Prime Minister Malcolm Turnbull says the federal government will build the new airport in western Sydney.
It’s Albo’s ambush and the senior Labor front bencher is meticulously putting it together in the lead up to the Budget next Tuesday.
He hopes to snare Mal-the-Builder, the figure we have been encouraged to anticipate will emerge from the May 9 economic statement.
Labor wants to upset the Budget strategy of Prime Minister Malcolm Turnbull by hacking at the supports for its expected central platform — the push for more infrastructure spending.
Mr Turnbull has urged us to look for a capital works blitz which could keep him cutting ribbons and unveiling commemorative plaques for years ahead.
“The focus of the budget is driving continued strong economic growth … that includes infrastructure and energy,” Mr Turnbull has said.
His problem is that he can’t be Mal-the-Builder to all people in all places, and opposition infrastructure spokesman Anthony Albanese is well aware of this.
There is only so much money available to bring on long-wanted projects, and some will have to be delayed or discarded completely.
Mr Albanese has been travelling widely to remind people how important their local projects are. And he will be ready next Wednesday to rub in their disappointment should that project miss out.
It is as if he has printed out Infrastructure Australia’s list of priorities and planned visits to many of them — the bigger and more politically charged the better.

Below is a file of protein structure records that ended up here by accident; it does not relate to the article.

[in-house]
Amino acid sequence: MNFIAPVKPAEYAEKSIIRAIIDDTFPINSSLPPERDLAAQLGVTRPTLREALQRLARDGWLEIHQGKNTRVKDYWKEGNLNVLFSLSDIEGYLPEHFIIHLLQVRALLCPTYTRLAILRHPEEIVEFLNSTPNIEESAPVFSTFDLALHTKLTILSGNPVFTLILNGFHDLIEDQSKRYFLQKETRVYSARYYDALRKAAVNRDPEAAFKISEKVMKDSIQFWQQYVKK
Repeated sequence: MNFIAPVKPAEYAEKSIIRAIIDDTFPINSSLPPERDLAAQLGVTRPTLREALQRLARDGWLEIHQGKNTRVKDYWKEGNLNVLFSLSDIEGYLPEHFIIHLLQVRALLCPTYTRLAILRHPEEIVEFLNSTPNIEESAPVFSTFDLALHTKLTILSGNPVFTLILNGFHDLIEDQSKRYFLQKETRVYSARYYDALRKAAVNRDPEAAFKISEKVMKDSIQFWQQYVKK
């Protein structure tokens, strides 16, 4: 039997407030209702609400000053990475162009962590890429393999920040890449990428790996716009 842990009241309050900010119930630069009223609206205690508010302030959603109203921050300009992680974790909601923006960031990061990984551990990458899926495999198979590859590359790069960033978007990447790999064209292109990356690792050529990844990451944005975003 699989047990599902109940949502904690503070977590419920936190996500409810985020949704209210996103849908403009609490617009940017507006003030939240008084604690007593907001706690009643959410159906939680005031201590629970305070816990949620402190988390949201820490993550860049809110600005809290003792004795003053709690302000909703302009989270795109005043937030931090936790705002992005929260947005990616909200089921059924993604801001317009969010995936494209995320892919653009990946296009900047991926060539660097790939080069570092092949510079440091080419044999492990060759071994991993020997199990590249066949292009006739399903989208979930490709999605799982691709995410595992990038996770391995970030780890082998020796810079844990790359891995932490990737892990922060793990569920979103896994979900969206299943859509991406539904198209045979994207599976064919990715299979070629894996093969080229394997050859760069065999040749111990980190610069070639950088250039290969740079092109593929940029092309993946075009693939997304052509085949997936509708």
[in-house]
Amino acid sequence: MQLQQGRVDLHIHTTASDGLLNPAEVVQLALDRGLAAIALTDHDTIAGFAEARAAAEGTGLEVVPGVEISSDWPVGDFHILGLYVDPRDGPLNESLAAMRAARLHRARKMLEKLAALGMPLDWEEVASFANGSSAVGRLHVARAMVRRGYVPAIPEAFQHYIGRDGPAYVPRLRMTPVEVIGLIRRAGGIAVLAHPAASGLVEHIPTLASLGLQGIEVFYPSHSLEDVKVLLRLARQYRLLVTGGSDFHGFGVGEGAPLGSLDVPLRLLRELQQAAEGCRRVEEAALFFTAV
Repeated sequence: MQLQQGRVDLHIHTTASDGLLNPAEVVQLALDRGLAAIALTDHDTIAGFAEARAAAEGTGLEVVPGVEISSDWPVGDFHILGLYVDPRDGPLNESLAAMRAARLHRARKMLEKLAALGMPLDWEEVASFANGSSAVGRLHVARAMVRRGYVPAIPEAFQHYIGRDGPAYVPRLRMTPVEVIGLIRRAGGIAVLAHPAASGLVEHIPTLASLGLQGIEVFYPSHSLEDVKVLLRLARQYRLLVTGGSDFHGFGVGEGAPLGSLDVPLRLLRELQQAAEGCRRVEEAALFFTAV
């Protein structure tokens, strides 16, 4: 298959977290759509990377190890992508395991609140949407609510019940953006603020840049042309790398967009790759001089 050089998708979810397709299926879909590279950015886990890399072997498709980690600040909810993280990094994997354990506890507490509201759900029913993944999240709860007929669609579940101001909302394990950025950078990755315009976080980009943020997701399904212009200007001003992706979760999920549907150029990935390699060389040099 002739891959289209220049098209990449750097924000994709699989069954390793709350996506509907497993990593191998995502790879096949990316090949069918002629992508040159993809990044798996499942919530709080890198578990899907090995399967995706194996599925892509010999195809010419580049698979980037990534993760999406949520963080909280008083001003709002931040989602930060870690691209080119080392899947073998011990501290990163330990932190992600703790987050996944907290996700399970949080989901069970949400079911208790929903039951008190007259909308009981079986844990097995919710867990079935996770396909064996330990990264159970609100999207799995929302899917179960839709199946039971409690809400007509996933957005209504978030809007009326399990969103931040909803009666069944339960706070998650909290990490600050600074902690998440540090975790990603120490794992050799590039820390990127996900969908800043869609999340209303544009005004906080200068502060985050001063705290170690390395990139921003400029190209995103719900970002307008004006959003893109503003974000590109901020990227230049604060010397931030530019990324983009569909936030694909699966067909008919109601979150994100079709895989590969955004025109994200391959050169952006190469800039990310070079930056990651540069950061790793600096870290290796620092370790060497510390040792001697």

Today he was in Brisbane where the capital works centrepiece is the proposed cross-river rail link.
“Since he ousted Tony Abbott to become Prime Minister more than 18 months ago, the Prime Minister has sought to portray himself as a public transport enthusiast by staging frequent media stunts aboard trains, trams and buses,” he said in a statement.
“Tuesday’s Budget is his chance to not just take selfies aboard trains, but to actually invest in Cross River Rail to alleviate the traffic congestion that threatens continued economic growth in Queensland.
“The existing Merivale Bridge across the Brisbane River in the city’s CBD is approaching full capacity.”
On Tuesday, May 2, he questioned the Government’s commitment to bricks and mortar investment: “Nation building requires a pipeline of infrastructure projects. It requires a government to have a forward vision plan, not to be picking off project by project.”
On May 1 it was Adelaide where he said infrastructure investment was a key to economic growth and jobs.
“And there’s no better project in South Australia to back in next week’s Budget, than the AdeLINK light rail project,” he said.
On April 28 Mr Albanese was in Perth talking about the local freight link road proposal, tossing in Melbourne’s East-West project to help make his point.
“You had a 20 per cent decline in public sector infrastructure investment in (the Government’s) first two years,” he said.
“For every single quarter that they’ve been in government, public sector infrastructure investment, according to the Australian Bureau of Statistics investment (figures), has been lower than all 21 quarters when Labor was in office after our first Budget.”
The difficulty for Labor is that by highlighting these projects it is effectively pledging to fund them should it gain office. That would complicate any Labor Budget which would be as short of revenue as the Coalition’s is at present.
However, the immediate objective is to disrupt the Turnbull Budget strategy, and Mr Albanese will be working diligently for that.